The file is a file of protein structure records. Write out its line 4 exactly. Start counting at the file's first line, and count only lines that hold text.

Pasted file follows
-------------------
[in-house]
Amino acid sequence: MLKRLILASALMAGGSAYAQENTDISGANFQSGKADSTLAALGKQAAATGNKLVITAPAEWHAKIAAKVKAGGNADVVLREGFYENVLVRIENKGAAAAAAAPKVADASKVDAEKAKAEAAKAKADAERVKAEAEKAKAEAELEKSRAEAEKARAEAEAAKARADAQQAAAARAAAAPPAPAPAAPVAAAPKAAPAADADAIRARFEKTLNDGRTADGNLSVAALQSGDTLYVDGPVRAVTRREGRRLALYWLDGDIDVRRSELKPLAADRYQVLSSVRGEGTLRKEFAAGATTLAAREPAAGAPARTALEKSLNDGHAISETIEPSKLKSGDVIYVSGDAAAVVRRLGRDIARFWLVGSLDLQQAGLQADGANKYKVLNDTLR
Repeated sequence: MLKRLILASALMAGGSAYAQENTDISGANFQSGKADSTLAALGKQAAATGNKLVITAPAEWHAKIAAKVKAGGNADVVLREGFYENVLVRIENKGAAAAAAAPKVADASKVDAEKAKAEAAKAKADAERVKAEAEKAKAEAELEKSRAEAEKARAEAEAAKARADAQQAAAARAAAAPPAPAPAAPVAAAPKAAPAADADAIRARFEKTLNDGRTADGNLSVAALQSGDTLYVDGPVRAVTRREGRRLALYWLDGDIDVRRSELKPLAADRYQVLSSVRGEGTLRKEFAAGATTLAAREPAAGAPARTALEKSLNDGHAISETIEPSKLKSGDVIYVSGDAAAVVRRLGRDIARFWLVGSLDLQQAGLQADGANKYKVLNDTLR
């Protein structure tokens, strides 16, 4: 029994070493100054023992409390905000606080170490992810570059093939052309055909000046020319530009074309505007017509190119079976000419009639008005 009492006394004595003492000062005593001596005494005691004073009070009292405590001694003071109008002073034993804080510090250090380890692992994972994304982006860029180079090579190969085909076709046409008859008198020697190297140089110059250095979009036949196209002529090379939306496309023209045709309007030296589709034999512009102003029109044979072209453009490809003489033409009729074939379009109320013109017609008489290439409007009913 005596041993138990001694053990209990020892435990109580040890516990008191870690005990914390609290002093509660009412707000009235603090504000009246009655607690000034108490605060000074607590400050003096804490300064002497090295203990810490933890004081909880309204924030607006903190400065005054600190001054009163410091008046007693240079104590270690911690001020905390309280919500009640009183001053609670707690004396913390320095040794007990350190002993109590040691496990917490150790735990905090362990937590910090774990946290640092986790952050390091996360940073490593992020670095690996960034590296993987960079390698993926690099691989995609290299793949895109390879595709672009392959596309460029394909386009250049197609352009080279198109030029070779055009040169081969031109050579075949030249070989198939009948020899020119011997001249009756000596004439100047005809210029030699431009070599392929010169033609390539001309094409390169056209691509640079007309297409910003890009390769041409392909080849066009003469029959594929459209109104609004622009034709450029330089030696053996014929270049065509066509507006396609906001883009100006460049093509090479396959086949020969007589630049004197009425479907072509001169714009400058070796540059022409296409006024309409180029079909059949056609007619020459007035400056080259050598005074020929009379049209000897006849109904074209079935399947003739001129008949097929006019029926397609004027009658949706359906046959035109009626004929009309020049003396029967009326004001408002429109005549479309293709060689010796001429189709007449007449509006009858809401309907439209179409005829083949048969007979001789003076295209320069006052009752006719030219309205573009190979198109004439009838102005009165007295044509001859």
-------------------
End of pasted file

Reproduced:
């Protein structure tokens, strides 16, 4: 029994070493100054023992409390905000606080170490992810570059093939052309055909000046020319530009074309505007017509190119079976000419009639008005 009492006394004595003492000062005593001596005494005691004073009070009292405590001694003071109008002073034993804080510090250090380890692992994972994304982006860029180079090579190969085909076709046409008859008198020697190297140089110059250095979009036949196209002529090379939306496309023209045709309007030296589709034999512009102003029109044979072209453009490809003489033409009729074939379009109320013109017609008489290439409007009913 005596041993138990001694053990209990020892435990109580040890516990008191870690005990914390609290002093509660009412707000009235603090504000009246009655607690000034108490605060000074607590400050003096804490300064002497090295203990810490933890004081909880309204924030607006903190400065005054600190001054009163410091008046007693240079104590270690911690001020905390309280919500009640009183001053609670707690004396913390320095040794007990350190002993109590040691496990917490150790735990905090362990937590910090774990946290640092986790952050390091996360940073490593992020670095690996960034590296993987960079390698993926690099691989995609290299793949895109390879595709672009392959596309460029394909386009250049197609352009080279198109030029070779055009040169081969031109050579075949030249070989198939009948020899020119011997001249009756000596004439100047005809210029030699431009070599392929010169033609390539001309094409390169056209691509640079007309297409910003890009390769041409392909080849066009003469029959594929459209109104609004622009034709450029330089030696053996014929270049065509066509507006396609906001883009100006460049093509090479396959086949020969007589630049004197009425479907072509001169714009400058070796540059022409296409006024309409180029079909059949056609007619020459007035400056080259050598005074020929009379049209000897006849109904074209079935399947003739001129008949097929006019029926397609004027009658949706359906046959035109009626004929009309020049003396029967009326004001408002429109005549479309293709060689010796001429189709007449007449509006009858809401309907439209179409005829083949048969007979001789003076295209320069006052009752006719030219309205573009190979198109004439009838102005009165007295044509001859």